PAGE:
Every single word you use conveys a particular meaning. Choose the right word, the right image, and you get a positive reaction in your audience. Choose the wrong word, convey the wrong impression… and you might get nowhere… or worse, face a backlash.

This means that each word you use in any document should be precisely selected. Not only does this usually mean you can deliver your message using fewer words, but it also means less ambiguity or confusion for your audience – leading to more understanding, more support and hopefully more funding!

There are ample resources out there for helping to choose the right word for the meaning you are trying to convey.

But there are a few key things to remember:

  • Your audience comes from any number of different cultures, languages and experience. This means a word that conveys one concept to one reader, may say something else to another. So keep your language simple and concise, plain English, avoiding clichés or phrases that are very context or culture-specific and that might alienate or confuse readers.
  • Don’t assume a level of knowledge in your readers! Even if your piece is being written for a reader who should be intimately familiar with the topic you are discussing, you might end up landing on the desk of the new graduate, the intern or just the over-worked bureaucrat who hasn’t got time to do more than skim the document and needs it to be as simple and digestible as possible.
  • Avoid ‘weak’ language – make sure your language and tone are active, persuasive but without being patronising or alienating readers.

And above all, remember not to use the word ‘aid’ anywhere!

Not sure if your communications approach hits the mark with audiences? Click here for a free assessment to see how I might be able to assist you!

Everyone can communicate

It seems fitting to start by describing my approach to external communications.

Communication is how we share who we are, what we do, what we need. 

But communicating externally is often seen as a whole different beast to just writing reports or communicating with colleagues, especially when trying to share a message with donors or supporters.

So we end up with a spectrum of “Non-Communicators”. People who just don’t do external communications, whether because they don’t think its their job or important, or because they just don’t think they can do it.

Today I’m talking to those people who think external communications just isn’t something they can do. The people who don’t see value in external communications, I’ll talk to you in a later post…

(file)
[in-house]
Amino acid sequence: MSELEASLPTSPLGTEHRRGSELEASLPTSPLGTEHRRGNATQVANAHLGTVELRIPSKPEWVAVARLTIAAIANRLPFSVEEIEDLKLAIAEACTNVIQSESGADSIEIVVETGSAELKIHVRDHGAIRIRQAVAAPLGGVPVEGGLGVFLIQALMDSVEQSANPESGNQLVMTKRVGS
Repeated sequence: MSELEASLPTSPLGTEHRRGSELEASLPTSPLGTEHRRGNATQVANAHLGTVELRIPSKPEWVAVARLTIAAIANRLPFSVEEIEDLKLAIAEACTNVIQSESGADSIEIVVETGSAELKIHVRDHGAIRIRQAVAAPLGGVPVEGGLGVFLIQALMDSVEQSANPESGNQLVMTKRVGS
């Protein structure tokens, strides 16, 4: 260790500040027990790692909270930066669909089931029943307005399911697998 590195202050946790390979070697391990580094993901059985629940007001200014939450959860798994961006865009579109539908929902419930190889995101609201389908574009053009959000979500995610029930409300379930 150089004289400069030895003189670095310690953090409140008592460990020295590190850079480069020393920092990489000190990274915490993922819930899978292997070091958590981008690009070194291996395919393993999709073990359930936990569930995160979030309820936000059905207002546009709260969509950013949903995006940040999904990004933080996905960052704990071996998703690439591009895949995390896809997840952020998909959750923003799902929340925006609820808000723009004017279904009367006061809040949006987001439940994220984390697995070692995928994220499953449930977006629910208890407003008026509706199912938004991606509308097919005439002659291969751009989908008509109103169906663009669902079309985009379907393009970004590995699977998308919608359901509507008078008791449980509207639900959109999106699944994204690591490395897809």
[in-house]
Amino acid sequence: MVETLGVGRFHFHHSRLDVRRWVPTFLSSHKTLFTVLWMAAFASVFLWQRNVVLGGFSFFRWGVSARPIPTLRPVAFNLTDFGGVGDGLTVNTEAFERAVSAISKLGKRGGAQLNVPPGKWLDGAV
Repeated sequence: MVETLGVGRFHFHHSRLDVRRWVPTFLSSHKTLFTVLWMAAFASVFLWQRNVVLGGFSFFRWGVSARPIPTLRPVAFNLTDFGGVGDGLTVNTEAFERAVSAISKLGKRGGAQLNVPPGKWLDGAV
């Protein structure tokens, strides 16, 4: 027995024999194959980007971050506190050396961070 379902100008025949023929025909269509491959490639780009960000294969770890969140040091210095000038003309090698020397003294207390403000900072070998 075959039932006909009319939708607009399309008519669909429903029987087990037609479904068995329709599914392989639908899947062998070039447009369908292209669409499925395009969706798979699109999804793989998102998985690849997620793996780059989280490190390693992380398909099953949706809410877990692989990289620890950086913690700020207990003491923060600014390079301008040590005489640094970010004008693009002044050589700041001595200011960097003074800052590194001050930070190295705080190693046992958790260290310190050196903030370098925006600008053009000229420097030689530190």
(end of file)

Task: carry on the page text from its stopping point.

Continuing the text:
I remember one very stressed out program manager, on receiving a set of detailed edits to a story she had submitted for review, sent back a distressed response that she just couldn’t possibly do what we were asking.

I’m a program manager, not a communication person, I can’t do this!

Which is just wrong.

Everyone can communicate!

We just need to learn how.

Communicating externally isn’t something special or unique. It is just an extension of the same skills and approaches you use every day. That policy brief you’re especially proud of, the project proposal you contributed to, the amazing idea you had about how to fix a problem your team were having on the ground, the program report you spent days and weeks writing – those same skills that got you there are what you need to communicate externally too.

Think about what makes you interested, why you read a newspaper article or a social media post. The first step in making good external communications is always identifying the Who Cares (which I’ll discuss in more detail at a later date). Is there a particularly good story you’ve come across in your monitoring missions, or a really engaging beneficiary who could tell their story – and by extension the story of your NGO’s work – and reach people in a really effective way?

And then just write something. It doesn’t need to be perfect.

Because you aren’t aiming for perfection.

You’re aiming to just spot the opportunities and come up with ideas, write a draft. A draft or an idea can be refined and perfected. But you can get them there.

So program officers, if you hear about a nice little anecdote or achieve a particularly awesome result in your program, maybe that’s a story to tell.

M&E specialists? That inspiring woman who talks about her experiences in a focus group discussion on results, that could be a social media post. 

Head office policy workers? That brief you’re writing could include a personal story to make it real for the reader.

Anyone can do it. Sure, it takes practice and effort to get perfect. And written English in particular is a pain even for those of us who make a living using it.

But just give it a go!

The worst that happens is your idea goes nowhere but you’ve learnt a bit more about what your organisation or audience is interested in, and you can try again next time.

Hopefully, realising that you do in fact have all the skills you need will make external communications just a little bit less intimidating. And when you write your first draft Facebook post and it makes it online relatively unscathed by clearances or edits, or you get a policy brief out to the world that people download and actually engage with, maybe you will remember a time when you were scared to even give it a go, and think ‘why was I so worried, this is easy!’.

Readers, what about you, are you a Communican or have you been a Communican’t?

Think you might need a hand with your communications? Get in touch for a free audit of your external communications suite!